The recent World Economic Forum event in Davos ranked the unfolding climate crisis among the top three risks companies and governments must address in order to prevent irreversible environmental damage. With the stakes that high, it is becoming critical for organizations of all sizes to take into account climate change risks and opportunities as they develop their strategic and business continuity plans.
Two fundamentally different schools of thought have emerged on how to address climate change. On one side, NGOs and climate activists such as Greta Thunberg are pressuring governments to abruptly divert away from fossil fuels, a shift that experts say would exact a deep economic impact. On the other side is the camp that believes capitalism will run its course and ultimately guide public and private entities to find climate change solutions.
For their part, organizations are responding to rising pressure from shareholders and stakeholders to disclose their emissions mitigation strategies. The accuracy and completeness of environmental disclosures ranges widely. Some businesses adopt a conservative approach and limit the volume of information made public, while others announce aggressive targets for reducing emissions from their operations and supply chains.
Formed 18 years ago, the Carbon Disclosure Project (CDP) has motivated companies (and now cities) to disclose their greenhouse gas (GHG) emissions. In 2019, more than 525 institutional investors representing $96 trillion in assets backed the CDP, whose annual CDP questionnaire is often recognized as the most “comprehensive collection of self-reported environmental data in the world.”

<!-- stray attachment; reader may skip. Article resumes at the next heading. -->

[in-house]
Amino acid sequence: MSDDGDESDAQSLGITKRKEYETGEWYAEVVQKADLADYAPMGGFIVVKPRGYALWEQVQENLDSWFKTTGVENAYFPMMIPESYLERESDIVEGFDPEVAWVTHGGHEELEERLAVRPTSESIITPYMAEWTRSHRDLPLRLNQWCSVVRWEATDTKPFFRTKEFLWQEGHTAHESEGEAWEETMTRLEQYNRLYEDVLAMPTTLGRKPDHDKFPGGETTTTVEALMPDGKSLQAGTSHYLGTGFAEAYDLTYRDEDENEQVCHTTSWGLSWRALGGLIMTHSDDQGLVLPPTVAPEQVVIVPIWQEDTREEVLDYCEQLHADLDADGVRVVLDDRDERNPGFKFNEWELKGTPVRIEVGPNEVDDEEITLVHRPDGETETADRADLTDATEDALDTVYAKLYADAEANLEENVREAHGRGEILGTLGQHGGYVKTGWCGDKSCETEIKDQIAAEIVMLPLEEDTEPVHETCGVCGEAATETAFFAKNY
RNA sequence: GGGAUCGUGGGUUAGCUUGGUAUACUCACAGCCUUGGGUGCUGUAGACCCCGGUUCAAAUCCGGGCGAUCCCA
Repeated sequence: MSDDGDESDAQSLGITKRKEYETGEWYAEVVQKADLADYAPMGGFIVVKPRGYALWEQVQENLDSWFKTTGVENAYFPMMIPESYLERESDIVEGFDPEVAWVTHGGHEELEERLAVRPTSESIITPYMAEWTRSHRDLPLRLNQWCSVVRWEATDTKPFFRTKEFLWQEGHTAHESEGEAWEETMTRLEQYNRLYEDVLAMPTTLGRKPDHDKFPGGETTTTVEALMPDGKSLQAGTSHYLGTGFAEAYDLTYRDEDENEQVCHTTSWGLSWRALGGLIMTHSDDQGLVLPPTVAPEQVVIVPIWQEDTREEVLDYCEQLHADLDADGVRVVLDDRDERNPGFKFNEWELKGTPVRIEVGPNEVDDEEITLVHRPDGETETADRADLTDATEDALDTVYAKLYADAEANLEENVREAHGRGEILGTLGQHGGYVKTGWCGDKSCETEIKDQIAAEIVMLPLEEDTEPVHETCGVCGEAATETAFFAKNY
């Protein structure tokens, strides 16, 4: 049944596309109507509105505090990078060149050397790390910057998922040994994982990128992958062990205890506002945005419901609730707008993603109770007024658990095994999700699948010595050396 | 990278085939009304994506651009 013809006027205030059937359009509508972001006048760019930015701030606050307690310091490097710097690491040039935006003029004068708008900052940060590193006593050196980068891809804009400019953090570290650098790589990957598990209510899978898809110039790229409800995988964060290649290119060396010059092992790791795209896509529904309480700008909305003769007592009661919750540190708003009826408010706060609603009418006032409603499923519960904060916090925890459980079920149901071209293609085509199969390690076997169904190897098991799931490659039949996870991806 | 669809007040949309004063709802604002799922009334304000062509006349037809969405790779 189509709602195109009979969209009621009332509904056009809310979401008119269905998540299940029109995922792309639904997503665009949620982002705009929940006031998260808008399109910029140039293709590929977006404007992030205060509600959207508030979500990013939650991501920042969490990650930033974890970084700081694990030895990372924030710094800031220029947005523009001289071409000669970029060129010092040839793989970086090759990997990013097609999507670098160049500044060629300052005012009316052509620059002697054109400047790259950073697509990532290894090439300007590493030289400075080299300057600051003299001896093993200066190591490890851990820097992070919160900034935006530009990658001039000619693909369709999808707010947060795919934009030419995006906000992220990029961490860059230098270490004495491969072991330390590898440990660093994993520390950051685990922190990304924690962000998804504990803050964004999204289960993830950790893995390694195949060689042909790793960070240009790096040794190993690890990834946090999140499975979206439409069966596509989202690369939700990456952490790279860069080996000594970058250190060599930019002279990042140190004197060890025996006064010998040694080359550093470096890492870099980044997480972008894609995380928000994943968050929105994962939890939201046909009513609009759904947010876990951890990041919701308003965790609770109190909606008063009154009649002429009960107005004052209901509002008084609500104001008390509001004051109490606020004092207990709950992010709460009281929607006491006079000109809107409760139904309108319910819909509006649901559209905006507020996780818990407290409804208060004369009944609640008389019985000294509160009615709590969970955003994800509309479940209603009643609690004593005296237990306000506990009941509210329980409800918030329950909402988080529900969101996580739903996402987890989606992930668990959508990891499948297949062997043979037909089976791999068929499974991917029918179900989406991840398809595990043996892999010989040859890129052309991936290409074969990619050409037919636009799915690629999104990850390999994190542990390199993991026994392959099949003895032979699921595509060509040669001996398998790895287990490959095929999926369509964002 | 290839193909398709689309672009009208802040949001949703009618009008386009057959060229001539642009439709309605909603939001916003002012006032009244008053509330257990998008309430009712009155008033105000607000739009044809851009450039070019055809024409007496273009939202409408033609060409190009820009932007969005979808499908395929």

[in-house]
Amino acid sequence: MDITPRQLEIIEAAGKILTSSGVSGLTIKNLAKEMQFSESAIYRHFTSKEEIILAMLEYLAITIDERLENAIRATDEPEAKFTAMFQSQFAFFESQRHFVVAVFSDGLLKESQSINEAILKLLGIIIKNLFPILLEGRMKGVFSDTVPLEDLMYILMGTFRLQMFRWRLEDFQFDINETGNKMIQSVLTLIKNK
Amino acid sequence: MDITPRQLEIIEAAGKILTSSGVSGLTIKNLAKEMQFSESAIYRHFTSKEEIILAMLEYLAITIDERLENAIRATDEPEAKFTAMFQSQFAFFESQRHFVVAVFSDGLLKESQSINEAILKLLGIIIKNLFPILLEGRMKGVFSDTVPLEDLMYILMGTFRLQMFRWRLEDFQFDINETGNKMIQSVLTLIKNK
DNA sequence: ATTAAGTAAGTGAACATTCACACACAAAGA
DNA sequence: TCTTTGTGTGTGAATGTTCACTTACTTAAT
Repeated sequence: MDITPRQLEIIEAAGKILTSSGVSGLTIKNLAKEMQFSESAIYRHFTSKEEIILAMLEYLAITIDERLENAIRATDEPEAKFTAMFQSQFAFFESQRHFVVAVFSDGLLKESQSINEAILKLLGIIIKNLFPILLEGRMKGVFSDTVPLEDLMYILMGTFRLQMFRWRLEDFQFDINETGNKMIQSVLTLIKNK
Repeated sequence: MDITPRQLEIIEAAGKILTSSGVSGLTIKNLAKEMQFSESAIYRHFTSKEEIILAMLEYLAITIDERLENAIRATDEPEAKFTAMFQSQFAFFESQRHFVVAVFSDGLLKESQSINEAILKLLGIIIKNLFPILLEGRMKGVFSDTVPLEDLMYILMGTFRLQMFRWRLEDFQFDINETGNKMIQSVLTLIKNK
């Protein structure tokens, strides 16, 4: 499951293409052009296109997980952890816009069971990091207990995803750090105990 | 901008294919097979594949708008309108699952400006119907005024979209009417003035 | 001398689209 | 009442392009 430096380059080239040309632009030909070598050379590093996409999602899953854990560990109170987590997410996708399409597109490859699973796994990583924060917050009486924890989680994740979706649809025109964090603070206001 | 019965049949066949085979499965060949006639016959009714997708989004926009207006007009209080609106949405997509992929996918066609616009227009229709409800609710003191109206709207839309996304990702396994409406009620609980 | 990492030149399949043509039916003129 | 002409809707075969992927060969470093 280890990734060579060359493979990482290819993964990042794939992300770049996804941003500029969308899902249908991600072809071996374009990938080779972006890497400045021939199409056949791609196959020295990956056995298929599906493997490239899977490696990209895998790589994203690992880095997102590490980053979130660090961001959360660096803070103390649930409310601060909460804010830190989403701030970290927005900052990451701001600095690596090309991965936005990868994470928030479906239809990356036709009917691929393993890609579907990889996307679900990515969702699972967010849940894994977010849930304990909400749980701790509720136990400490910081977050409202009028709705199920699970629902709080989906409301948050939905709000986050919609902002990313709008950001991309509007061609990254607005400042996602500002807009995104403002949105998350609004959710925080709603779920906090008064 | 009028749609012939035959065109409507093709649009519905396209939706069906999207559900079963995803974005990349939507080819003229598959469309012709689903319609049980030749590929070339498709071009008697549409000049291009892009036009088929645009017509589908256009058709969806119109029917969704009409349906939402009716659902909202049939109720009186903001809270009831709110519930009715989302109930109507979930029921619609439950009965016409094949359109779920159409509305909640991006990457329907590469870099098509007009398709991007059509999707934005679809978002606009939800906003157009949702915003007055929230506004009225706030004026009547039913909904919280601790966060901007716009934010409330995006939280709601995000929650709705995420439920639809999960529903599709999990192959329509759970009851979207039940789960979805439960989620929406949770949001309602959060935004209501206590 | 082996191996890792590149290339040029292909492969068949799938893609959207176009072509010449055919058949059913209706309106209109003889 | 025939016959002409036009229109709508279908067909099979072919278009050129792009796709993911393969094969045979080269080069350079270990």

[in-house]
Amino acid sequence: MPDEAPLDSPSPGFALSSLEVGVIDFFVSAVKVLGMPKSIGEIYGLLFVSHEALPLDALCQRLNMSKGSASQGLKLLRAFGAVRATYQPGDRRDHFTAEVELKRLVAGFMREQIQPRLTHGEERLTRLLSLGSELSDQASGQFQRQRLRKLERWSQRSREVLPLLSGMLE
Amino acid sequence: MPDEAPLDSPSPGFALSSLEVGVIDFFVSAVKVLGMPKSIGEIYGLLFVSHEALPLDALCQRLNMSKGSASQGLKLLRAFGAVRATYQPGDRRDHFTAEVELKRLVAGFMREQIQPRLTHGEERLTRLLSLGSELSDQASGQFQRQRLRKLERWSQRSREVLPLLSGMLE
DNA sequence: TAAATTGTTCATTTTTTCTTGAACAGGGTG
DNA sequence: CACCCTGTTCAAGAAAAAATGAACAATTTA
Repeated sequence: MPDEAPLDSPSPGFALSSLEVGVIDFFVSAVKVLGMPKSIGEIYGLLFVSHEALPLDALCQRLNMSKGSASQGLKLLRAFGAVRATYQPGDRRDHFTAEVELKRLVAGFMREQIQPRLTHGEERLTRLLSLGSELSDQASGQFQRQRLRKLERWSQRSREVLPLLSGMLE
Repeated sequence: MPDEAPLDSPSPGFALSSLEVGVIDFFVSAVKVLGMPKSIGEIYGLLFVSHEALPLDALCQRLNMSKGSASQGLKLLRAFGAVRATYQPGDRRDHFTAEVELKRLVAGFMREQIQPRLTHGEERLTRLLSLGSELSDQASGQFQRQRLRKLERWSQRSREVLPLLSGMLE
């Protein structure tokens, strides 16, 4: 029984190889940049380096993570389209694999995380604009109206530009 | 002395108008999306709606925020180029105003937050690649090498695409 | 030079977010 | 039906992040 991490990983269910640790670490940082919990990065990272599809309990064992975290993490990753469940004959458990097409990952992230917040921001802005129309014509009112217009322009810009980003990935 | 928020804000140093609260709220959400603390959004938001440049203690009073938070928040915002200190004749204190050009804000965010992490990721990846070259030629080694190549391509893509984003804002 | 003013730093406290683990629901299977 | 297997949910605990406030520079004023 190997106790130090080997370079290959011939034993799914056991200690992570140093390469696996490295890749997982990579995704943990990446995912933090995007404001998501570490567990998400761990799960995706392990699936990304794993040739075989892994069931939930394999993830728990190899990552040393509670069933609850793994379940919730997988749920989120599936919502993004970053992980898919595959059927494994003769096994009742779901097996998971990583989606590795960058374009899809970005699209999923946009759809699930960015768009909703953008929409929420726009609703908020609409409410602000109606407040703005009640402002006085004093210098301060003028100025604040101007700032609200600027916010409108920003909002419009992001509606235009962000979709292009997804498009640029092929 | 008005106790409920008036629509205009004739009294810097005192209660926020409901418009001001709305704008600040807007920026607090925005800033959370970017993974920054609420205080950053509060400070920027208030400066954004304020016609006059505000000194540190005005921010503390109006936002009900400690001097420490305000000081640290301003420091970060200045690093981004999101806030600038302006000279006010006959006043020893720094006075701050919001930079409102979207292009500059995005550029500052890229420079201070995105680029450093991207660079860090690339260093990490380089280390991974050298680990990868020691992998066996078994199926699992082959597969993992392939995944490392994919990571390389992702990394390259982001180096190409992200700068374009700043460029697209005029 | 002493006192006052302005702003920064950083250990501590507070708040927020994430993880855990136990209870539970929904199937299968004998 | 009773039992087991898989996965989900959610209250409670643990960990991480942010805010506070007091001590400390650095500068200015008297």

As the list of signatory investors supporting the CDP has grown over the years, so has the number of companies responding to the annual CDP questionnaire – from 228 companies in 2003 to over 8,400 in 2019. Company scores are based on 14 disclosure areas such as C-suite level sign-off on the questionnaire content, producing GHG emission data verified by a third party, or publicizing their completed questionnaire on the CDP website. Among all respondents, 179 companies (2%) scored the highest in leadership by demonstrating the strongest commitments to reducing greenhouse gases emissions from their operations and supply chain.
Among these 179 companies – referred to as the A-list companies – 10 are SEMI members headquartered in Japan, Taiwan, Korea and France. SEMI applauds these members for ranking among the most progressive companies in disclosing greenhouse gas emissions, an achievement that requires considerable work but puts them in a position of strength in conveying to customers, investors and other stakeholders their commitment to climate resiliency.
Olivier Corvez is senior manager of Environmental, Health, Safety and Sustainability at SEMI.